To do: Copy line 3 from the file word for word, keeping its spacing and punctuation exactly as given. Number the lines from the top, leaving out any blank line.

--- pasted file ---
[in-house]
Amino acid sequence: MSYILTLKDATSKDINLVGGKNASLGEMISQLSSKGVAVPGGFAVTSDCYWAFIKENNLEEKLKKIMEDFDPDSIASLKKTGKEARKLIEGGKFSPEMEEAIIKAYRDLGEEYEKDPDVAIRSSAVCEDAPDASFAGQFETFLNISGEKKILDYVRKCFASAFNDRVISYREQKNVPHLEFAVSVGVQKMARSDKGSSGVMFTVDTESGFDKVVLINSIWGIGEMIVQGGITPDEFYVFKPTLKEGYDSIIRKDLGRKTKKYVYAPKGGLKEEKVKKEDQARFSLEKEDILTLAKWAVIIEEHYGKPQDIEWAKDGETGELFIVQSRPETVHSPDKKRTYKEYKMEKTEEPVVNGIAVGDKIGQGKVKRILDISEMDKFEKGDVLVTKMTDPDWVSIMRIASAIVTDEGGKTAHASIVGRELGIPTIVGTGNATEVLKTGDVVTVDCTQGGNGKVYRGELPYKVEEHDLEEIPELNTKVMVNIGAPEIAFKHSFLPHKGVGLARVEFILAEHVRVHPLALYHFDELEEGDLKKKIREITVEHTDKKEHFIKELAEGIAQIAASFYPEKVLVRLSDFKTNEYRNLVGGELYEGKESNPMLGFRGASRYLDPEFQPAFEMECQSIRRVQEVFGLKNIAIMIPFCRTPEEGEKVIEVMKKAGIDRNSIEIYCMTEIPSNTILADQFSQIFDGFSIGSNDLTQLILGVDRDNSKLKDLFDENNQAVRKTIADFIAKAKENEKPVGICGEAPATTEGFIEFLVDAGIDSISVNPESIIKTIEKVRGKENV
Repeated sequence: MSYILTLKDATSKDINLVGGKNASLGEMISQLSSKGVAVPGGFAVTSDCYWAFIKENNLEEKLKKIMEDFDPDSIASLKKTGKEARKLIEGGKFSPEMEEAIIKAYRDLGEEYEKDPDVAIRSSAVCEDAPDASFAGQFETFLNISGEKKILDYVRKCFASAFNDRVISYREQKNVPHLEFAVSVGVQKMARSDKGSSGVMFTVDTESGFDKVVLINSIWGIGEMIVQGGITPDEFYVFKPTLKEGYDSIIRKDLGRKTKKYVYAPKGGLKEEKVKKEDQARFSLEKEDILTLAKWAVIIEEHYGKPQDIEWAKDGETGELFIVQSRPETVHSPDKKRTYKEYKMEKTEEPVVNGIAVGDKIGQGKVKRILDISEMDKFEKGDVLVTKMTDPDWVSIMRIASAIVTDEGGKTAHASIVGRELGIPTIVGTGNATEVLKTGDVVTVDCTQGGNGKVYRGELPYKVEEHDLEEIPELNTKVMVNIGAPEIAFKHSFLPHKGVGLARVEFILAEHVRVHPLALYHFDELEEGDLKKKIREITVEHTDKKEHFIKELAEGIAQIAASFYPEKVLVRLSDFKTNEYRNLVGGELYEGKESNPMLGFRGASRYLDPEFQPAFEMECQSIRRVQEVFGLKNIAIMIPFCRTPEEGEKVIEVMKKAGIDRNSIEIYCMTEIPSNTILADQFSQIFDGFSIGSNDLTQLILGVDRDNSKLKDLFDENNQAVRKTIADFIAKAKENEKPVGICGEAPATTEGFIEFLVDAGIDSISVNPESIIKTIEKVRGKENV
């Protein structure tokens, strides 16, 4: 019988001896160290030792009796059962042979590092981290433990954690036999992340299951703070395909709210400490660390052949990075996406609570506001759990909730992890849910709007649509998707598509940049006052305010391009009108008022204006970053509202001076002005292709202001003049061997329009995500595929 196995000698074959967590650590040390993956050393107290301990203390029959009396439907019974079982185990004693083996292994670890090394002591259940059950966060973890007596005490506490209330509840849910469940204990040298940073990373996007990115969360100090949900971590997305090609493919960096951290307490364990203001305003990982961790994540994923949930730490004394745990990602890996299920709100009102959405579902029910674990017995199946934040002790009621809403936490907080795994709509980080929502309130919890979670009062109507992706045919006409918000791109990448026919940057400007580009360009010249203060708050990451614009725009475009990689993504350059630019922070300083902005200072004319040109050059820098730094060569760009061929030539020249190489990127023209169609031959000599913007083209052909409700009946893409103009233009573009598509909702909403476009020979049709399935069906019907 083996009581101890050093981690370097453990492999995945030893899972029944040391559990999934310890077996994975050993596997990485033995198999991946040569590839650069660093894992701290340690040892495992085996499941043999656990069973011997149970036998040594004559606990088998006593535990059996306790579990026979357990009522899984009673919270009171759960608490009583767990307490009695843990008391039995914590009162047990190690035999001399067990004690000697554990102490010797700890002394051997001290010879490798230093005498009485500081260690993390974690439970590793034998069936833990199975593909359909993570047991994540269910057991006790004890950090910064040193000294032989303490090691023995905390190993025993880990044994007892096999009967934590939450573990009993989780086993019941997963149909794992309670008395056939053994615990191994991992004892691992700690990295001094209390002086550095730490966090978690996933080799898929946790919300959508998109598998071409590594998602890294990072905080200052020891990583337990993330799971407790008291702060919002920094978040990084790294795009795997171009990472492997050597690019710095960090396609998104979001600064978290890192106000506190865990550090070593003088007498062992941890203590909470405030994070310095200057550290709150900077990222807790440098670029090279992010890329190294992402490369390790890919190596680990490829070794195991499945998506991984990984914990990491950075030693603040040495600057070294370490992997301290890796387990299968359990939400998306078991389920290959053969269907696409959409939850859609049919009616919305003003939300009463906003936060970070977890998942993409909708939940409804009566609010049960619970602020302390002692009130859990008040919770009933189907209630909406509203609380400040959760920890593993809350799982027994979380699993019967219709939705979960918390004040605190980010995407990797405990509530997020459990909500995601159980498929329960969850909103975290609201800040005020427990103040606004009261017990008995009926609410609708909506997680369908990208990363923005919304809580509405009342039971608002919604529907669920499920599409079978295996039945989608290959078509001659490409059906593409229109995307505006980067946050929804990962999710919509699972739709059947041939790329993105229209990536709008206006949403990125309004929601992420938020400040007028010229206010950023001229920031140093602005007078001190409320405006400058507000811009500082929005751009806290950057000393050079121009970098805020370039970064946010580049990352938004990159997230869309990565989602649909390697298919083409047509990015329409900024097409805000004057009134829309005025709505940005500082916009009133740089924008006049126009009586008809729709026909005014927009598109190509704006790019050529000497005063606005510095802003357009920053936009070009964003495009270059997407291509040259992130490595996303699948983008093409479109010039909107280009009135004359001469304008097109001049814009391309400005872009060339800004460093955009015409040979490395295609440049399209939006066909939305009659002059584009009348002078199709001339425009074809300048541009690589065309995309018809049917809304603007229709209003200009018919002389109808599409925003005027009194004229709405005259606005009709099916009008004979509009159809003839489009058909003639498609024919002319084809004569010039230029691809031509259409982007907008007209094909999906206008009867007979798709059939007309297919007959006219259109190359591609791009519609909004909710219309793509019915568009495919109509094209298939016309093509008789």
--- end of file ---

Repeated sequence: MSYILTLKDATSKDINLVGGKNASLGEMISQLSSKGVAVPGGFAVTSDCYWAFIKENNLEEKLKKIMEDFDPDSIASLKKTGKEARKLIEGGKFSPEMEEAIIKAYRDLGEEYEKDPDVAIRSSAVCEDAPDASFAGQFETFLNISGEKKILDYVRKCFASAFNDRVISYREQKNVPHLEFAVSVGVQKMARSDKGSSGVMFTVDTESGFDKVVLINSIWGIGEMIVQGGITPDEFYVFKPTLKEGYDSIIRKDLGRKTKKYVYAPKGGLKEEKVKKEDQARFSLEKEDILTLAKWAVIIEEHYGKPQDIEWAKDGETGELFIVQSRPETVHSPDKKRTYKEYKMEKTEEPVVNGIAVGDKIGQGKVKRILDISEMDKFEKGDVLVTKMTDPDWVSIMRIASAIVTDEGGKTAHASIVGRELGIPTIVGTGNATEVLKTGDVVTVDCTQGGNGKVYRGELPYKVEEHDLEEIPELNTKVMVNIGAPEIAFKHSFLPHKGVGLARVEFILAEHVRVHPLALYHFDELEEGDLKKKIREITVEHTDKKEHFIKELAEGIAQIAASFYPEKVLVRLSDFKTNEYRNLVGGELYEGKESNPMLGFRGASRYLDPEFQPAFEMECQSIRRVQEVFGLKNIAIMIPFCRTPEEGEKVIEVMKKAGIDRNSIEIYCMTEIPSNTILADQFSQIFDGFSIGSNDLTQLILGVDRDNSKLKDLFDENNQAVRKTIADFIAKAKENEKPVGICGEAPATTEGFIEFLVDAGIDSISVNPESIIKTIEKVRGKENV